I think you might be helped by the concept of Radical Acceptance, which is an idea one learns in Dialectical Behavior Therapy. The name is a little misleading; it's not about simply saying "X happened, guess I just have to be okay with it", it's more about having a deep understanding of the fact that your current situation has arisen from everything that happened before it, which includes your own actions and choices.

It sounds like your current thinking is along the lines of "I can't deal with the fact that Girlfriend's family and friends think so poorly of me now. It's painful to think that a whole group of people has a negative opinion of me when they haven't heard my side of the story."
After working on Radical Acceptance, that thought would hopefully turn into something more like: "Given what Girlfriend's social circle has heard about my behavior, it makes sense that their opinion of me has been tarnished. Even though they haven't heard the whole story, much of what Girlfriend told them about my behavior is true, and it is their right to decide how they feel about me based on the information that they have. At this point, I have no control over what they think of me, I can only control my own actions."

This workbook has some more good information, and some exercises/"mantras" that you may find helpful.
posted by arianell at 4:03 PM on December 19, 2012 [13 favorites]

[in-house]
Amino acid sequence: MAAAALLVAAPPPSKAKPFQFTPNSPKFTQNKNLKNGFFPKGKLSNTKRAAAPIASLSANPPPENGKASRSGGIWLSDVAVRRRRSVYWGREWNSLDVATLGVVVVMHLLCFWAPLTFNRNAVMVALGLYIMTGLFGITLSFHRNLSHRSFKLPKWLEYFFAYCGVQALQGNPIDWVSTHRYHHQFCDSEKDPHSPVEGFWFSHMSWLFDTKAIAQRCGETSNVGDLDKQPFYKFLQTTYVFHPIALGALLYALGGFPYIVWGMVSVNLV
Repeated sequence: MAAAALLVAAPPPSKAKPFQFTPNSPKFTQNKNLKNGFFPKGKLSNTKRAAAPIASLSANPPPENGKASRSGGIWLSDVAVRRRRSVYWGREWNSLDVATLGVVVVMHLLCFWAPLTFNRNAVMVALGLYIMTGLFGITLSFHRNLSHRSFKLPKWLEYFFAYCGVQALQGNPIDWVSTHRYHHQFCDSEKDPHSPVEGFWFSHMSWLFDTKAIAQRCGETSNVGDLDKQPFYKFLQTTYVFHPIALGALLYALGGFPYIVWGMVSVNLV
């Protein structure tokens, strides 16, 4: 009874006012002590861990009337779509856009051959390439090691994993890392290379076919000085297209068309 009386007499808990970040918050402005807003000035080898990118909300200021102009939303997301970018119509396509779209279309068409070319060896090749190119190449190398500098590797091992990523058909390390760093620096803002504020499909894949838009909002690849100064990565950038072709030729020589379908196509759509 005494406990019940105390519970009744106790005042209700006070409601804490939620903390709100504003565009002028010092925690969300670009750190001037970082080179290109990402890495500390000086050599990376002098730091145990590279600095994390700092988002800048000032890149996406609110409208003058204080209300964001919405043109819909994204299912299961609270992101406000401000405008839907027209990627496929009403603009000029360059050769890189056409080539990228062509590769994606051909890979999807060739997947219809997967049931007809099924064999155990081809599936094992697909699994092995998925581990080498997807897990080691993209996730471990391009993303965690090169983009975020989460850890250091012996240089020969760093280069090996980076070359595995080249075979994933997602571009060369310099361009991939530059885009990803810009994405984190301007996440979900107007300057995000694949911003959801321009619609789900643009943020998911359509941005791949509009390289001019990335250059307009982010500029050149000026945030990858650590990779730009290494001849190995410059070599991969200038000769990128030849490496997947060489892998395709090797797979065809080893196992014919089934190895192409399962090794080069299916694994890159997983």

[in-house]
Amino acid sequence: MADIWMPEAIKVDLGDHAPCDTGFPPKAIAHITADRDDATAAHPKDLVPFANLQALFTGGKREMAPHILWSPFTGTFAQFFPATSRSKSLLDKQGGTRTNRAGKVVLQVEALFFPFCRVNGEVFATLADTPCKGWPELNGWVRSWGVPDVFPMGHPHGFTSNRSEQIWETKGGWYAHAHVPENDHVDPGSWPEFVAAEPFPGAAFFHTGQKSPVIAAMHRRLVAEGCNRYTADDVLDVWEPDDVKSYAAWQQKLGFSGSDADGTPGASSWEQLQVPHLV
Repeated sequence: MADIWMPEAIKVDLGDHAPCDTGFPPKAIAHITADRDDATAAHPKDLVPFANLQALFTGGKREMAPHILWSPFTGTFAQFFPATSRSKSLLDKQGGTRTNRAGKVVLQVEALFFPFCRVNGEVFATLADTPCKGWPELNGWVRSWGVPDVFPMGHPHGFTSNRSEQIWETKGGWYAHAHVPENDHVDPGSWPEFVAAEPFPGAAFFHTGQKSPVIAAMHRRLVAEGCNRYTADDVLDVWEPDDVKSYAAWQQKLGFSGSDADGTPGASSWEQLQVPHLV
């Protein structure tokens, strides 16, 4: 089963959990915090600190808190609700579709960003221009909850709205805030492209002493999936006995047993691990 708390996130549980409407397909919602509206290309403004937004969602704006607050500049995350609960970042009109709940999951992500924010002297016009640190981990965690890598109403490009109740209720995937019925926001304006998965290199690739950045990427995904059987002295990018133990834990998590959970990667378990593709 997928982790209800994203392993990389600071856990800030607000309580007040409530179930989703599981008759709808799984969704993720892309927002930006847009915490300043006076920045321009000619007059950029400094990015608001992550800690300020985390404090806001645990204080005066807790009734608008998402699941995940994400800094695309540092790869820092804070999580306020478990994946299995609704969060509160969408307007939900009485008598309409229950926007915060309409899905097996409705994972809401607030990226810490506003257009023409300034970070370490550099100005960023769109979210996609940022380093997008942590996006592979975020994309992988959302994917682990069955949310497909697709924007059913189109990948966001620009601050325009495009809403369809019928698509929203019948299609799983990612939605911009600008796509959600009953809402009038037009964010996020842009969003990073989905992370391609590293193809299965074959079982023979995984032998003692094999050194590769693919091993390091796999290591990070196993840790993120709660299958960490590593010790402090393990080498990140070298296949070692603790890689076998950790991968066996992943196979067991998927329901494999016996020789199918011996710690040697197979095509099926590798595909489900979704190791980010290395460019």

Response by poster: Fairchild: I said that about us bringing out the worst in each other because that's what she's been telling me for a few weeks now. I didn't consider it abuser language at all. Is that really true? It gives me a lot to think about...
posted by Autumn at 4:03 PM on December 19, 2012

Autumn, please just cut out all contact with her. Your questions clearly demonstrate to the rest of us that you two are a bad fit. You are bad for each other. The whole situation is bad. Work on yourself for a while, and then work on finding someone who will not manipulate you.
posted by crankylex at 4:09 PM on December 19, 2012 [11 favorites]

Wow. There are some horrible comments in this thread.

Here's the deal. You're forced to face a fact that most people don't have to face - and this is because you've done some glaringly fucked up shit. Sometimes strangers are going to want to pile on you. And sometimes abuse victims need to grieve publicly. And there's really no escaping this. And that's going to be ok. The fact is this. In this life, not everybody's going to like you. Think about it. Got it? And sometimes, for good reason.